Womanhood 102: Lesley Bodzy and Katie Commodore Challenge Gender Norms

Installation view Womanhood 102 (with Lesley Bodzy’s Soft Embrace I, 2022. Acrylic. 69 x 43 x 11 inches, on the left and works by Katie Commodore in the middle and on the right). Courtesy of the curator.

A golden, shimmering drapery cascades from the wall—the skin-like surface of Soft Embrace is from Lesley Bodzy’s experimental work with acrylic paint. She uses the liquid pigment as a sculptural material, shaped into a malleable cloth, reminding of Lynda Benglis’s poured latex on the floor or Eva Hesse’s visceral and alluring sculptures. The sensuous object evokes a tactile experience, an imagination of how touching it might feel, through looking. Matter surprises, entering a threshold between fluid and solid, elasticity and delicacy. Jamaica Kincaid’s 1978 story Girl tells a mother-daughter dispute about how a girl should behave. “…on Sundays try to walk like a lady and not like the slut you are so bent on becoming…” The mother’s advice seems endless and castigating, instructing every aspect of daily living. Side-by-side, Bodzy’s curved drapery recalls ‘how girls should behave,’ as it seemingly hides things beneath and its smooth surface presents an image of flawless elegancy, concealing feelings in a muted position.

Referencing the text, alongside Camille Rainville’s poem Be a Lady They Said, the two-person show of Bodzy and Katie Commodore, curated by Erica Criss at Space 776 through June 8 attempts to rebel against repressive gender socialization. Norms, pressures, and sometimes trauma passed down by female elders are deliberately represented or subverted through the artists’ use of materials and ways of guiding the viewer’s gaze. The imperative tone and words of the writings articulate public command to females and social rules about so-called femininity.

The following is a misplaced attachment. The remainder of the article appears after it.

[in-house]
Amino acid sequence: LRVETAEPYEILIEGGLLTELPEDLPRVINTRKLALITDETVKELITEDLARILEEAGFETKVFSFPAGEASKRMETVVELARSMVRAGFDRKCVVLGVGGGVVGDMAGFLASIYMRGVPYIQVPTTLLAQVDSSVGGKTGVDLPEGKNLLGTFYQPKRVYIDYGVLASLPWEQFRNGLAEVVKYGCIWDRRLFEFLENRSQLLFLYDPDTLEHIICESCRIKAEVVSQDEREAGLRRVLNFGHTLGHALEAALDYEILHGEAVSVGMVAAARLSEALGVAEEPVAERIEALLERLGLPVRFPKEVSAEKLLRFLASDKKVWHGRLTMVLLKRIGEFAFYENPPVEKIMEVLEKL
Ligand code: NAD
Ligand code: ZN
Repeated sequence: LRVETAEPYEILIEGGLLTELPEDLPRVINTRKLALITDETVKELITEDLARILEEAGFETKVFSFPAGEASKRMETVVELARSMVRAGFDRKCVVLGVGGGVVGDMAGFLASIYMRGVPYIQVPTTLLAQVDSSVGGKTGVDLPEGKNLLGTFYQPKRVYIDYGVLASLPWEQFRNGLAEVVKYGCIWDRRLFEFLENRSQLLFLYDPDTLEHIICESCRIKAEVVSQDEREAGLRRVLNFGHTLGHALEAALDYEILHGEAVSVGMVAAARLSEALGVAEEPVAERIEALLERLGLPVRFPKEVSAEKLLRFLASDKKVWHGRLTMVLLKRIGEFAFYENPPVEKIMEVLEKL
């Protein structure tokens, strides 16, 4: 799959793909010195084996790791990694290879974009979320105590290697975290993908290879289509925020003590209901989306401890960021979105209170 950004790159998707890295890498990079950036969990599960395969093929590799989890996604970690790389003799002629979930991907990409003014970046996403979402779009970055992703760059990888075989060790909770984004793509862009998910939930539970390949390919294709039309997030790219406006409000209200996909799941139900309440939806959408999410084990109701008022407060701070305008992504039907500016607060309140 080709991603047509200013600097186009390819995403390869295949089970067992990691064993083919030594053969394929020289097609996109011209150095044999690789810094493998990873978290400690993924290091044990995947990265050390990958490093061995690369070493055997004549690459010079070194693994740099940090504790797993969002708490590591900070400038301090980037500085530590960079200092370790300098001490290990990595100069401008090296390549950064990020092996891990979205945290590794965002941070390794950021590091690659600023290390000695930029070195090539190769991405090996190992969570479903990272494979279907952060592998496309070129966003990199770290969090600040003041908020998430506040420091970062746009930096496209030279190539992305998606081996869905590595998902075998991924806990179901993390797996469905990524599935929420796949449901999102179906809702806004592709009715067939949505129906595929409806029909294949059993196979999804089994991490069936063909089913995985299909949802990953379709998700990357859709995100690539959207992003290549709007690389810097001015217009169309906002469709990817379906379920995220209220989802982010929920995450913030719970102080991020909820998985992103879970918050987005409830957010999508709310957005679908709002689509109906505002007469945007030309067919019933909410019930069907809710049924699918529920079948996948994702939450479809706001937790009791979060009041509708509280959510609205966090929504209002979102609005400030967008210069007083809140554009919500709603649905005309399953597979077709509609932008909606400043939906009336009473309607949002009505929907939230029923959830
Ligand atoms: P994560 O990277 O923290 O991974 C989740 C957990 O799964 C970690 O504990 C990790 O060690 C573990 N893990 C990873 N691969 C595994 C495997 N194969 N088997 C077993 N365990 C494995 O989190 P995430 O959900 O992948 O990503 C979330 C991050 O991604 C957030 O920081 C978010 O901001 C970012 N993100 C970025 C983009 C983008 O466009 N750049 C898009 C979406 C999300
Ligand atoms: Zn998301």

With her sculptures, Bodzy often questions the idealized, unattainable beauty in societal expectations of women. In her FOGO (Fear of Growing Old) series, deflated balloons are sealed within resin, and their wrinkles become unchanging. The biomorphic shapes allude to aging human skin, though their fixed positions and vibrant color draw an illusion of reversing the decay of bodies. The sculpture Goddess is sewn and tied with lace but pierced and hung by metal hooks, depicting a sense of ambivalence and contradiction.

Contradictory lines in Rainville’s Be a Lady They Said speak about the impossible standards imposed upon women’s behavior. “Lady” or “girl” are words that do not simply refer to the factual status of the biological sex but imply societal expectations and attitudes on how females are supposed to perform themselves, docile or elegant.

Installation view Womanhood 102 (Commodore’s Carly, 2020. Mixed media on the digitally woven tapestry. 56 ⅞ x 48 ⅜ inches on the left and works by Lesley Bodzy in the middle and on the right). Courtesy of the curator.

Commodore’s work emancipates the often-constrained bodily expression of women. Her paintings and woven tapestries portray her friends in sexual poses with a sense of playfulness and relaxation. The artist did not direct the positions of the models in the images. The modeling process comes from sharing intimacy and expression; the figures are the subjects of their actions and comportments rather than being viewed and objectified by an authorized gaze—as we often see in classical paintings. Using embroidery, once considered a “woman’s craft,” Commodore emphasizes its traditional merit and empowers the “women’s hobby.”

Installation view Womanhood 102 (Commodore’s watercolors on ivory in middle and Lesley Bodzy’s Hearsay, 2023. Silicone molded ears. 3.5 inch each. Variable edition of 50, below). Courtesy of the curator.